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I want to evaluate

$$ \int_0^{\pi/2} \frac{a}{a^2+\cos^2 \theta} \, d\theta $$

and here is what Wolfram alpha gave me:

$$ \int_0^{\pi/2} \frac{a}{a^2+\cos^2 \theta} \, d\theta=\frac{\tan^{-1} \left(\frac{a \tan x}{\sqrt{a^2+1}}\right)}{\sqrt{1+a^2}} $$

Seeing the answer, I substituted $\cos \theta = \tan x$ hoping something good would happen, but in the end it didn't lead anywhere, assuming I didn't make any mistake. But after that I'm knid of hopelessly lost.

What's the magic trick here?

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$$\int_0^{\pi/2} \frac{a}{a^2+\cos^2 \theta} d\theta=\int_0^{\pi/2} \frac{a\sec^2 \theta}{a^2\sec^2 \theta + 1} d\theta$$ $$=\int_0^{\pi/2} \frac{a\sec^2 \theta}{a^2(1 + \tan^2 \theta) + 1} d\theta=\int_0^{\pi/2} \frac{a\sec^2 \theta}{a^2 + 1 + a^2 \tan^2 \theta} d\theta$$ Put $a\tan \theta = x$, $ a \sec^2 \theta d\theta = dx$, $$=\int_0^{\infty} \frac{1}{a^2 + 1 + x^2} dx =\frac{1}{\sqrt{a^2 + 1}}\arctan \frac{x}{\sqrt{a^2 + 1}} \biggl|_0^{\infty} =\frac{\pi}{2\sqrt{a^2 + 1}}$$

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  • $\begingroup$ Nice and simple. Thanks a lot! $\endgroup$ – user160738 Mar 11 '15 at 18:30
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Start using $\cos(2\theta)=2\cos ^2(\theta)-1$; so $$I=\int \frac{a}{a^2+\cos^2 (\theta)} \, d\theta=\int \frac{2a}{2a^2+1+\cos(2 \theta)} \, d\theta$$ Now, use the tangent half-angle substitution $\tan(\theta)=t$. So $$I=\int\frac{2 a}{a^2 \left(t^2+1\right)+1}\,dt=\int\frac{2 a}{a^2t^2+(a^2 +1)}\,dt=\frac2a\int\frac{dt}{t^2+\frac{a^2+1}{a^2}}$$ Now, $t=\sqrt{\frac{a^2+1}{a^2}}x$.

I am sure that you can take from here.

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  • $\begingroup$ So, my solution from wolfram: $\int _0^{\frac{\pi }{2}}\frac{a \text{d$\theta $}}{a^2+\cos ^2(\theta )}=\frac{\pi a}{2 \sqrt{a^2} \sqrt{a^2+1}}$ $\endgroup$ – Frieder Mar 11 '15 at 11:21
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Notice that: $$ \frac{a}{a^2 + cos^2\theta} = \frac{1}{2}(\frac{1}{a-icos\theta}+\frac{1}{a+icos\theta})$$ So it is enough to integrate on each of these summands. From here you can finish the calculation quite easily with the "Tangent half-angle substitution", i.e, $u = tan\frac{\theta}{2}$.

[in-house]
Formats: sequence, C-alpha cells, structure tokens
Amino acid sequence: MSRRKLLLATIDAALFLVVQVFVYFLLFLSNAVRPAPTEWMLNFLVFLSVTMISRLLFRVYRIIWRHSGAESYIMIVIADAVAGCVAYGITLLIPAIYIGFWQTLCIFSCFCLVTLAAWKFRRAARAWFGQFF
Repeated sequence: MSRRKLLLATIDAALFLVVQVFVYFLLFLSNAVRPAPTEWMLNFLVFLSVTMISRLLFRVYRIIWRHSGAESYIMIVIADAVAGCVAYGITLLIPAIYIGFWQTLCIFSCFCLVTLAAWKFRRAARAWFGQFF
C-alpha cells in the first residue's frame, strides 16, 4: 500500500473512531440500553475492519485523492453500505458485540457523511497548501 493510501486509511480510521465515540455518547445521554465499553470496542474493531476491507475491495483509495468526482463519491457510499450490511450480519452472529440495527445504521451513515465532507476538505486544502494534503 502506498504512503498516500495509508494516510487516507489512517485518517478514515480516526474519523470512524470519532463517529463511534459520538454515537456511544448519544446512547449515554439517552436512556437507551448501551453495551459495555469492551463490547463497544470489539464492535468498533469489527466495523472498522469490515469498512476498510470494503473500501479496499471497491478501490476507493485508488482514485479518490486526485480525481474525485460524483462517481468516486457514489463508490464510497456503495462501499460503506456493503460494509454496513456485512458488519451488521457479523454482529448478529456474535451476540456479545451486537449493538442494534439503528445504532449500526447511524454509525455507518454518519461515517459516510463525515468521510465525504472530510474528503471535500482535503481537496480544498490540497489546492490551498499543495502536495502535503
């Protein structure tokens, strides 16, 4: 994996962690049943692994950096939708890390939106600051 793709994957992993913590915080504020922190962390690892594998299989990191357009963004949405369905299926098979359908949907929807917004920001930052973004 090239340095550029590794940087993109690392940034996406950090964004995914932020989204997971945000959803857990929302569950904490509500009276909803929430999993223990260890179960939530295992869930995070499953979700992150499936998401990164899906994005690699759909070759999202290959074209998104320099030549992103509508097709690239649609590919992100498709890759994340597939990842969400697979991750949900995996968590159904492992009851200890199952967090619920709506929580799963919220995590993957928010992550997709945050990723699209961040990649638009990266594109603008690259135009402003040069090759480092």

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  • $\begingroup$ Latex tips: Use '\cos' instead of 'cos'. To get large brackets use '\left( ... \right)' $\endgroup$ – Winther Mar 11 '15 at 22:51
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For the sake of completeness I present another common technique. Suppose we are trying to evaluate $$\int_0^{\pi/2} \frac{a}{a^2+\cos^2\theta} \; d\theta = \frac{1}{4} \int_0^{2\pi} \frac{a}{a^2+\cos^2\theta} \; d\theta.$$

Introduce $z=\exp(i\theta)$ so that $dz=iz\;d\theta$ to get $$\frac{1}{4} \int_{|z|=1} \frac{a}{a^2+(z+1/z)^2/4} \frac{1}{iz} \; dz \\ = \frac{1}{4} \int_{|z|=1} \frac{az^2}{z^2a^2+(z^2+1)^2/4} \frac{1}{iz} \; dz \\ = \frac{a}{i} \int_{|z|=1} \frac{z}{4z^2a^2+(z^2+1)^2} \; dz \\ = \frac{a}{i} \int_{|z|=1} \frac{z}{z^4+(4a^2+2)z^2+1} \; dz.$$

Call the function $f(z).$ The poles are at $$\pm \sqrt{-2a^2-1 \pm 2a \sqrt{a^2+1}}$$ which is $$\pm \sqrt{-2a^2-1 \pm 2a^2 \sqrt{1+1/a^2}}$$

When $a>1$ we have $$\sqrt{1+1/a^2} = 1 + \frac{1}{2} 1/a^2 - \frac{1}{8} 1/a^4 + \frac{1}{16} 1/a^6 + \cdots$$ Therefore $$\rho_{1,2} = \pm \sqrt{-2a^2-1 + 2a^2 \sqrt{1+1/a^2}} = \pm \sqrt{-\frac{1}{8} 1/a^4 + \frac{1}{16} 1/a^6 + \cdots}$$ so that these two poles are inside the unit circle.

On the other hand, $$\rho_{3,4} = \pm \sqrt{-2a^2-1 - 2a^2 \sqrt{1+1/a^2}} = \pm \sqrt{-4a^2 - 2 + \cdots}$$ so that these two poles are outside the unit circle.

It follows that the integral is given by $$\frac{a}{i} \times 2\pi i \times (\mathrm{Res}_{z=\rho_1} f(z) + \mathrm{Res}_{z=\rho_2} f(z))$$ or $$2a\pi \times (\mathrm{Res}_{z=\rho_1} f(z) + \mathrm{Res}_{z=\rho_2} f(z)).$$

These poles are simple so we get $$\mathrm{Res}_{z=\rho_{1,2}} f(z) =\rho_{1,2} \frac{1}{4\rho_{1,2}^3+2(4a^2+2)\rho_{1,2}} =\frac{1}{4\rho_{1,2}^2+2(4a^2+2)}.$$

This is $$\frac{1}{4(-2a^2-1)+ 8 a^2\sqrt{1+1/a^2} + 2(4a^2+2)}$$ or $$\frac{1}{8 a^2\sqrt{1+1/a^2}} = \frac{1}{8a \sqrt{a^2+1}}.$$

This finally yields for the integral $$2a\pi \times 2 \times \frac{1}{8a \sqrt{a^2+1}} = \frac{\pi}{2\sqrt{a^2+1}}.$$

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  • $\begingroup$ Nice! I've thought of doing this way, but I realized that things were going much too complicated after some steps that I was confident there are better ways to do this. $+1$ for your efforts. I was too lazy to do this all $\endgroup$ – user160738 Mar 11 '15 at 22:40
  • $\begingroup$ Thanks. Emphasis in comments is achieved by using enclosing pairs of stars. $\endgroup$ – Marko Riedel Mar 11 '15 at 22:42
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$$\small\int_0^{\pi/2} \frac{a}{a^2+\cos^2 \theta} {\rm d}\theta\stackrel{x=\tan\theta}=\int_0^{\infty} \frac{1}{1+a^2+(ax)^2} {\rm d}(ax)=\frac1{\sqrt{1+a^2}}\arctan\left(\frac{ax}{\sqrt{1+a^2}}\right)\Bigg|_{0}^{\infty}=\frac{\pi}{2\sqrt{1+a^2}}$$

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